California Vehicle Code Section 23578 VC provides for enhanced penalties for an excessive blood alcohol concentration (BAC) of 0.15% or higher. The excessive BAC statute is not a separate criminal charge, it allows the court to consider the driver's alcohol level in determining the penalties and whether or not to grant probation.
Driving under the influence (DUI) of alcohol can lead to serious consequences. However, those consequences can be more severe with a high BAC, and may include loss of your license, fines, fees, and jail time. If you were arrested with enhanced charges under 23578 VC, contact a local East Bay DUI defense lawyer as soon as possible.
Vehicle Code 23578 VC Text
“In addition to any other provision of this code, if a person is convicted of a violation of Section 23152 or 23153, the court shall consider a concentration of alcohol in the person's blood of 0.15 percent or more, by weight, or the refusal of the person to take a breath or urine test, as a special factor that may justify enhancing the penalties in sentencing, in determining whether to grant probation, and, if probation is granted, in determining additional or enhanced terms and conditions of probation.”
What Are Enhanced Penalties?
There are aggravating factors that can increase the penalties in a DUI. For example, drunk driving with a minor in the vehicle carries additional penalties of 48 additional hours in the county jail on a first offense. A DUI with a high BAC can also result in enhanced penalties, including:
- Assessments, fees, and surcharges
- Jail time
- Community service
- DUI school
- Revocation or suspension of driving privileges
- Ignition interlock device
- Vehicle impoundment
- Determining whether to grant probation
- Additional or enhanced terms and conditions of probation
To apply the enhanced penalties under Vehicle Code 23578, the state has to prove all the elements of the underlying DUI, and that the driver's blood alcohol level was 0.15% or higher. If the prosecutor cannot prove every element of the offense, the defendant should be found not guilty. The elements of an excessive DUI include:
- The defendant drove a vehicle; AND
- When he or she drove, the defendant's blood alcohol level was 0.08 percent or more by weight.
Enhancement for Test Refusal
The court may also increase the penalties under VC 23578 if the driver refuses to submit to a chemical test. Drivers are required to provide a chemical test after a DUI arrest. Under California's “implied consent” laws, drivers are considered to have given consent to provide a breath, blood, or urine sample after an arrest for driving under the influence of alcohol or drugs.
Drivers in Contra Costa or Alameda County will face a 1-year license suspension from the DMV for refusing a chemical test, even if the driver is never convicted of a DUI. If the driver is convicted of a DUI and refusing a chemical test, then the court can consider the refusal in applying additional penalties or restrictions.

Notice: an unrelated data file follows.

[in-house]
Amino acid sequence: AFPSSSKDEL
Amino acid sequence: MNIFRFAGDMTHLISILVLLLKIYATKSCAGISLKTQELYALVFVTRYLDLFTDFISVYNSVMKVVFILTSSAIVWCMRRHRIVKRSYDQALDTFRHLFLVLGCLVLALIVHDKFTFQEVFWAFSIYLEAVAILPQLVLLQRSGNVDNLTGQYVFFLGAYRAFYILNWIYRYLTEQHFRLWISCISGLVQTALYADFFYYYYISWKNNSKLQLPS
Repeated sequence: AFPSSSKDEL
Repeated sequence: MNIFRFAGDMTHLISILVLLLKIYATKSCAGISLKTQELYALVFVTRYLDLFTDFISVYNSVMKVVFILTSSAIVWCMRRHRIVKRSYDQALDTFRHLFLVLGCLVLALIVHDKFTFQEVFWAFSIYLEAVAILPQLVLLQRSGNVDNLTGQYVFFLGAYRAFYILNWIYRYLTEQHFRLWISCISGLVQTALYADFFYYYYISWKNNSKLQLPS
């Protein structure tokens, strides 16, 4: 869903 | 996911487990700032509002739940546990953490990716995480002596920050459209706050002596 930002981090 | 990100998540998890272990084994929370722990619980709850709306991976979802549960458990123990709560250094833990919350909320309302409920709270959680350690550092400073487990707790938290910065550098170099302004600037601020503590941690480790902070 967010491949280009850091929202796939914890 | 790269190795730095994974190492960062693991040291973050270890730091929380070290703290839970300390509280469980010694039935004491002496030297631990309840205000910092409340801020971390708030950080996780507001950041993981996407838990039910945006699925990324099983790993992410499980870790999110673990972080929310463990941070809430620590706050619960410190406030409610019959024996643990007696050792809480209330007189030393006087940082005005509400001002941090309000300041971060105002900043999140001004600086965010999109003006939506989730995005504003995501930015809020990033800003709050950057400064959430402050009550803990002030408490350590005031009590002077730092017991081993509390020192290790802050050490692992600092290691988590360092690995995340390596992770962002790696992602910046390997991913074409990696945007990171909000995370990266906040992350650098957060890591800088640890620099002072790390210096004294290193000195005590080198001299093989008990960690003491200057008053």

How Many Drinks Does it Take to Get a High BAC?
A high BAC DUI limit is almost double the standard per se limit of 0.08%. The number of drinks that will put a driver over the legal limit depends on a number of factors, including weight, sex, hydration, medication, time, and type of drink.
According to the DMV's BAC charts, the number of drinks it takes to get over the limit is based on the following “averages”:
- 5 oz glass of wine (12% ABV)
- 12 oz of beer (5% ABV)
- 1.25 oz of liquor (40% ABV)
For example, a person who weighs 120 pounds can have a BAC of 0.15% or higher after 3 drinks. A person who weighs 200 pounds may have a BAC of 0.15% or higher after 5 drinks. However, the actual drink a person consumes may have double the amount of alcohol as the above averages. For example, a 16-ounce pint glass of a craft IPA with an ABV of 7.5% has double the alcohol of a 12-ounce can of Budweiser.
Defense Strategies for a High BAC DUI in California
There are a number of defense strategies available to your East Bay DUI defense attorney, depending on your case. Defense options include challenging any illegally obtained evidence, providing expert witness opinions on the problems with chemical tests, or pointing out inconsistencies in the police officer's report and testimony.
Challenging Chemical Test Results
A high BAC DUI is based on the driver having a BAC of 0.015%. If your defense attorney can cast doubt on the reliability or accuracy of these tests, a jury may not find the prosecutor proved the case beyond a reasonable doubt.
There are many problems with the accuracy of chemical DUI testing. If the person conducting the test does not follow proper procedures, it can reduce the accuracy of the test results. If the machine is not properly cleaned, calibrated, and serviced, it can result in inaccurate testing. Medical issues, some foods and drinks, and medication may also falsely skew the test results.
Defense Lawyer for 23578 VC Charges in Alameda and Contra Costa Counties
East Bay attorney Lynn Gorelick has more than 35 years of DUI experience, and understands the consequences of a high BAC DUI for California drivers. Representing drivers in Alameda County and Contra Costa County, Lynn Gorelick is familiar with the local DUI laws, local officers, and the prosecutors involved. Contact East Bay DUI lawyer Lynn Gorelick today.